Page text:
Manchester United lack quality players to back up their first XI…

What lies beneath? Ole Gunnar Solskjaer’s Manchester United squad contains too much fat and not enough prime cuts… his over-reliance on trio Mason Greenwood, Marcus Rashford and Anthony Martial is testament to a squad lacking depth

  • There is a concern regarding the lack of squad depth at Manchester United 
  • United need at least one key signing if they are to bridge the gap this season
  • Ole Gunnar Solskjaer’s squad is big but United need to bring in greater quality

At the modern Manchester United the wheel of opinion turns more quickly than ever. One short summer and one home Premier League defeat are all it takes to blacken the mood.

Confidence among the United rank and file — once the most cocksure in the country — is brittle these days, perhaps made so by too many missteps in the post-Sir Alex Ferguson years. It is more than seven years since United won the title.

This weekend feels important already. Ole Gunnar Solskjaer’s team are at Brighton on Saturday lunchtime and, having lost to Crystal Palace in their opening game, they cannot afford another defeat.

There’s concern regarding Ole Gunnar Solskjaer’s backup options at Manchester United

United cannot always rely solely on the likes of Bruno Fernandes to get them out of trouble

But the following nine days matter more. They count down to the closing of the transfer window and it feels as though United need at least one more key signing if they are to bridge the gap to Manchester City and Liverpool.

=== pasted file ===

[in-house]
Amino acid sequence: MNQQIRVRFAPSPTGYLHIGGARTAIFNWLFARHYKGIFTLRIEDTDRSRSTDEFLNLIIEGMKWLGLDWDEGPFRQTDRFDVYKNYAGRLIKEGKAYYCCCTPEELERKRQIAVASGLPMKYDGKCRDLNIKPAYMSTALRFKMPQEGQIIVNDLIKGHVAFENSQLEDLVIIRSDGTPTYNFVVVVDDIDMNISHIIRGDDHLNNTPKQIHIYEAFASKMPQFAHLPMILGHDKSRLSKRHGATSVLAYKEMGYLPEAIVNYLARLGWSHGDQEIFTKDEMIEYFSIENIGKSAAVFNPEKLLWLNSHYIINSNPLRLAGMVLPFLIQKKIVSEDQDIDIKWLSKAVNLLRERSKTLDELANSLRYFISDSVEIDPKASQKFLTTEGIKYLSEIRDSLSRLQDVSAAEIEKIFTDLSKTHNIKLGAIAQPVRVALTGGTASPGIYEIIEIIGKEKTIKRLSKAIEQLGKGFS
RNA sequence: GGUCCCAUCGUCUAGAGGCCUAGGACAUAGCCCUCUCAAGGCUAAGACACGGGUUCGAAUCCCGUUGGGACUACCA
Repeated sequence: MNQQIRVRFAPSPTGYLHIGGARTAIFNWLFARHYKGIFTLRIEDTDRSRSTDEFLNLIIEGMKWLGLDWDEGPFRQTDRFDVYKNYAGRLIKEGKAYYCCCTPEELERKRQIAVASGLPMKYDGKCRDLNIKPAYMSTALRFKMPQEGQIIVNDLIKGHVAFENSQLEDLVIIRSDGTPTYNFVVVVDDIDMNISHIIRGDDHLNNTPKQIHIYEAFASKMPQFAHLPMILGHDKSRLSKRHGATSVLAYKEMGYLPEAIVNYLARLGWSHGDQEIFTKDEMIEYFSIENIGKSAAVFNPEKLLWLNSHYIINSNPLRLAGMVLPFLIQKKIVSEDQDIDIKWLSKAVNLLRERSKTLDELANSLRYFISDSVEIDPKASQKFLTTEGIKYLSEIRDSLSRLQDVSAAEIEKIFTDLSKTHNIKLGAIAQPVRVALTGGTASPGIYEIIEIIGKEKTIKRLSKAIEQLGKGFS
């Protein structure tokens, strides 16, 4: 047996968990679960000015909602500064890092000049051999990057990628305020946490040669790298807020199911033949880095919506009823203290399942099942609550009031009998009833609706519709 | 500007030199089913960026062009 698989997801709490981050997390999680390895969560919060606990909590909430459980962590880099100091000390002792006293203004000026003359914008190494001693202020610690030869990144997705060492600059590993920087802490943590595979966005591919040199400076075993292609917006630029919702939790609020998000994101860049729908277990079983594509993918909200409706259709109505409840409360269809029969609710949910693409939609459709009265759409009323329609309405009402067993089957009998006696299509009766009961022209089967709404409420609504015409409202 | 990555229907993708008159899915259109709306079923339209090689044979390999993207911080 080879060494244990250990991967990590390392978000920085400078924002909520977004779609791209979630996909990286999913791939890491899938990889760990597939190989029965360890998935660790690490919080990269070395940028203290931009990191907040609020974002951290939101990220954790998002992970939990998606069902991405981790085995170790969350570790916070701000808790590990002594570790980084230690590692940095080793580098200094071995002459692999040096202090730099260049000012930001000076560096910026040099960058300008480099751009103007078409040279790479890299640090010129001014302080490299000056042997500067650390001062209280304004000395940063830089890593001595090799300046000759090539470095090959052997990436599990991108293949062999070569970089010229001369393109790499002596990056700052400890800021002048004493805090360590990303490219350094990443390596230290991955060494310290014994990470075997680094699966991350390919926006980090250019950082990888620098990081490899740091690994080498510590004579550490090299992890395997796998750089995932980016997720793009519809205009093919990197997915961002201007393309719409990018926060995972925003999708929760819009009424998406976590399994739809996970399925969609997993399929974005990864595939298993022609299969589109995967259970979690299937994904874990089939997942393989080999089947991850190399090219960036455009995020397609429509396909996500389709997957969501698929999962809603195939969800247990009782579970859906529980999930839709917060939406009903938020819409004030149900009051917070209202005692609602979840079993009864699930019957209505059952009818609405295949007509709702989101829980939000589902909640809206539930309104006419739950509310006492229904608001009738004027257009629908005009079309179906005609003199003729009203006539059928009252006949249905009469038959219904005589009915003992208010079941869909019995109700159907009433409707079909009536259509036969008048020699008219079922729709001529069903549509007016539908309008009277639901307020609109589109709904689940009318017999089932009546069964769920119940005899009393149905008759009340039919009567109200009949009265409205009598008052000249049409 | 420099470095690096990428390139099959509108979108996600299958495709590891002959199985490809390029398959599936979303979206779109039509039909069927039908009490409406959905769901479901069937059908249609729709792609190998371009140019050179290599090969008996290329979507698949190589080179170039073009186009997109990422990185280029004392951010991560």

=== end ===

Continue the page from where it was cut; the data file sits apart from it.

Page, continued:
Solskjaer’s squad numbers around 30. There is too much fat in it, too few prime cuts. In short, it’s not good enough. Not for this crazy, congested season.

In the second half of the last campaign, Solskjaer hit on an XI that worked. Given wit by Bruno Fernandes and speed on the counter by Marcus Rashford, Anthony Martial and the precocious Mason Greenwood, United were a side reborn. No more walking pace, shot-shy football.

United have a strong first XI but concerns would be raised if key stars were to get injured

But the problem that existed then remains now, and that is a surprise. When Solskjaer rested players for the FA Cup semi-final against Chelsea, it was clear that the replacements were not able to move to the new United tune. At an empty Wembley, United reverted to the slothful version of a year ago and were beaten.

Solskjaer’s new United depend to a large degree on burning pace. Without it, they become meek again. Jadon Sancho is Solskjaer’s preferred purchase as he looks to find more zip, but so far Dortmund have not buckled on valuation. It feels as though that is a transfer that needs to happen.

Winger Daniel James, for instance, has yet to fully convinced since he joined United last year

Asked about his reliance on his front three on Friday, Solskjaer was bullish, saying: ‘They are top players and if any of the top teams lose two or three forwards, the creators, of course that can be an issue. Mason, Marcus and Anthony had a fantastic last season. We want to develop them together as a three. But if we lose one of them, I am pretty confident that we have players who can step in.’